Denmark and the Netherlands will also not send official representatives to the Beijing Winter Olympics, but officially for different reasons.
“The Danish government has decided that we will not participate in the Winter Olympics in China (…) It is no secret that in Denmark we are very concerned about the human rights situation in China,” Danish Foreign Minister Jeppe Kofod said. The head of the Danish diplomacy explained that this decision came after a European meeting that showed that “unfortunately, no agreement can be reached among the 27 countries. Therefore, different options were made on how to proceed.” However, Danish athletes will participate in competitions. “Danish athletes can count on the full support of the government. We will cheer for them as we always do,” Kofud added. “But we will do it from home, not from the stands in Beijing.”
Before Denmark, the United States, Canada, Australia and the United Kingdom had already decided to “diplomatic boycott” of the Beijing Winter Olympics to denounce human rights violations in China, especially in the Muslim-majority region (Northwest) Xinjiang. . Japan also announced that it would not send government representatives.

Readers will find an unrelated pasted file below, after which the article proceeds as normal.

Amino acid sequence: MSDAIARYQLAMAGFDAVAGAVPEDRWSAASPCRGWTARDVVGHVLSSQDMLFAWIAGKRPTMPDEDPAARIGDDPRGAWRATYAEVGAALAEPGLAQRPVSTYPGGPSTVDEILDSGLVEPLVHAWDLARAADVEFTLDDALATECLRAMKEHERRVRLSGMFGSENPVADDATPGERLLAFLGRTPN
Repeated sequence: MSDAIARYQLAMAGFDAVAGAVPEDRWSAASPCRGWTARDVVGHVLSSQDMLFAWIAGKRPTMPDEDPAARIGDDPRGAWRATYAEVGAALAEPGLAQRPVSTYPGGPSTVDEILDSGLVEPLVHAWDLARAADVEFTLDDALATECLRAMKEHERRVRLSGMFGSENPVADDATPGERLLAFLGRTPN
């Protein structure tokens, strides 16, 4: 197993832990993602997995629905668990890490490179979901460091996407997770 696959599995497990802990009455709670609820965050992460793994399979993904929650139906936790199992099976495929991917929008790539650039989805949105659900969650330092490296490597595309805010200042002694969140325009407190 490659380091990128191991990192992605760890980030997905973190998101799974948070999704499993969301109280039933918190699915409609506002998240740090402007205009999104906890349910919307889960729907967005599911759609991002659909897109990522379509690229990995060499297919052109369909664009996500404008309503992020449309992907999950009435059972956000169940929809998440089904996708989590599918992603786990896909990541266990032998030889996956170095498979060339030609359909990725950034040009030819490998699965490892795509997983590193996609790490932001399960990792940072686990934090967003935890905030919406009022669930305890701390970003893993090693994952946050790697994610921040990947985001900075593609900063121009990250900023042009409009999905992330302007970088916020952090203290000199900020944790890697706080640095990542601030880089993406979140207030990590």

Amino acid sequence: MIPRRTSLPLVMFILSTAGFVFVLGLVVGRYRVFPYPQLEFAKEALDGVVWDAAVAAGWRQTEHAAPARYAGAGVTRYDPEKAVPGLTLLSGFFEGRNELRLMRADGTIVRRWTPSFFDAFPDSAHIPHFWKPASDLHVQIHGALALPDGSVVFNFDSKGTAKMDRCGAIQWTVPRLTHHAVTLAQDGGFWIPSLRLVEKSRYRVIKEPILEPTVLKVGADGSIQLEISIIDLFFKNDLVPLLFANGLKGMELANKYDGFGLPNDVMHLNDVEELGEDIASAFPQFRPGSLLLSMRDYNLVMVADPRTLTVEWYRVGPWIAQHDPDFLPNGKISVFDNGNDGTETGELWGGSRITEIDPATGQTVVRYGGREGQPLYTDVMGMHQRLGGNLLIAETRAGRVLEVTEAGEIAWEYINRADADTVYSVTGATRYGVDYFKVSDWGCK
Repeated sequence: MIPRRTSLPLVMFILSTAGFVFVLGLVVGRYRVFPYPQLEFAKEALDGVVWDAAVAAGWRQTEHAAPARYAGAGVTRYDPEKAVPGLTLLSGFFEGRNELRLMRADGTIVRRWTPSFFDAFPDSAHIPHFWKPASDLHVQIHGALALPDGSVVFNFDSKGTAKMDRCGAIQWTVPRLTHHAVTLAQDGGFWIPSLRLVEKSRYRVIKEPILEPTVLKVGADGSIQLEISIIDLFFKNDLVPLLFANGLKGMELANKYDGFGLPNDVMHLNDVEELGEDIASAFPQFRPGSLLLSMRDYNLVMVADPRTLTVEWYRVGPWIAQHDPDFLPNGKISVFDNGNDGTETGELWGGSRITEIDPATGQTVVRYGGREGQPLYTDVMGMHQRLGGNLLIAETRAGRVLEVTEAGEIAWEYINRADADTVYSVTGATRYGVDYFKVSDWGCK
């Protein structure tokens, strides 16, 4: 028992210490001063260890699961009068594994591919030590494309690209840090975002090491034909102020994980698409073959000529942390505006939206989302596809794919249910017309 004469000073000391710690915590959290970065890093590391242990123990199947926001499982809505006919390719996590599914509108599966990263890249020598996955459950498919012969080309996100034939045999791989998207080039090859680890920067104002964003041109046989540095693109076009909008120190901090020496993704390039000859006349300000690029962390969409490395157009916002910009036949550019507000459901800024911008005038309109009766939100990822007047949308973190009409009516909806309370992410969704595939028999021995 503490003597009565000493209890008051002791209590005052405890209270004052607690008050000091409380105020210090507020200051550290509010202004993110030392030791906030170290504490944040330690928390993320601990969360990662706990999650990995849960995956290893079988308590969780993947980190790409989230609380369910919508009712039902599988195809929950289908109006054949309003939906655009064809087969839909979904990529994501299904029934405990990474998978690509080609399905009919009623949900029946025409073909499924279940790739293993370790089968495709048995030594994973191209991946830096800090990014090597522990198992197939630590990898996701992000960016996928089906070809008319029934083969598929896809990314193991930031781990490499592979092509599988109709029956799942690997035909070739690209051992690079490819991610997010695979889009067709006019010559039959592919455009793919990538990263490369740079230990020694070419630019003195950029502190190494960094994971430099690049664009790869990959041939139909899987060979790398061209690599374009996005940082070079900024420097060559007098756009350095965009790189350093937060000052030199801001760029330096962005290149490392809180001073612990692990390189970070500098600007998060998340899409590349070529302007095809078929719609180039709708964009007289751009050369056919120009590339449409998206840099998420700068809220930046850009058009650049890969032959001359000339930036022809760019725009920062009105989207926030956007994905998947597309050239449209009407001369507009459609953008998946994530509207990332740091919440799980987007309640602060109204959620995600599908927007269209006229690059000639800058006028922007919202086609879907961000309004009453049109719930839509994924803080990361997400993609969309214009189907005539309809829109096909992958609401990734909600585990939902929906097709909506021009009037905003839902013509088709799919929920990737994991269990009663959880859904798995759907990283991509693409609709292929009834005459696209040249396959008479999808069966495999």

Sweden had announced earlier this week that no official would attend the Olympic ceremonies, but rather due to the pandemic. The Netherlands repeated this approach on Friday, with the explanation that the health restrictions caused by the coronavirus would make it “difficult” for Dutch diplomats to have sufficiently in-depth discussions with their Chinese counterparts on issues such as human rights. A similar decision was made regarding the Tokyo Games last summer, again due to Covid-19. According to a government source, this is “not a political boycott” like the one announced recently.
Switzerland, for its part, will not boycott the Olympic Games. “Every council member or federation member, at every international meeting, presents the issue of human rights. It has now become a standard. The best way to get solutions is to discuss dialogue and not boycott it. Switzerland offers its good offices. Geneva has already existed. There are many solutions Viola Amherd, the Swiss sports minister, said: “This is how we make our contribution.”
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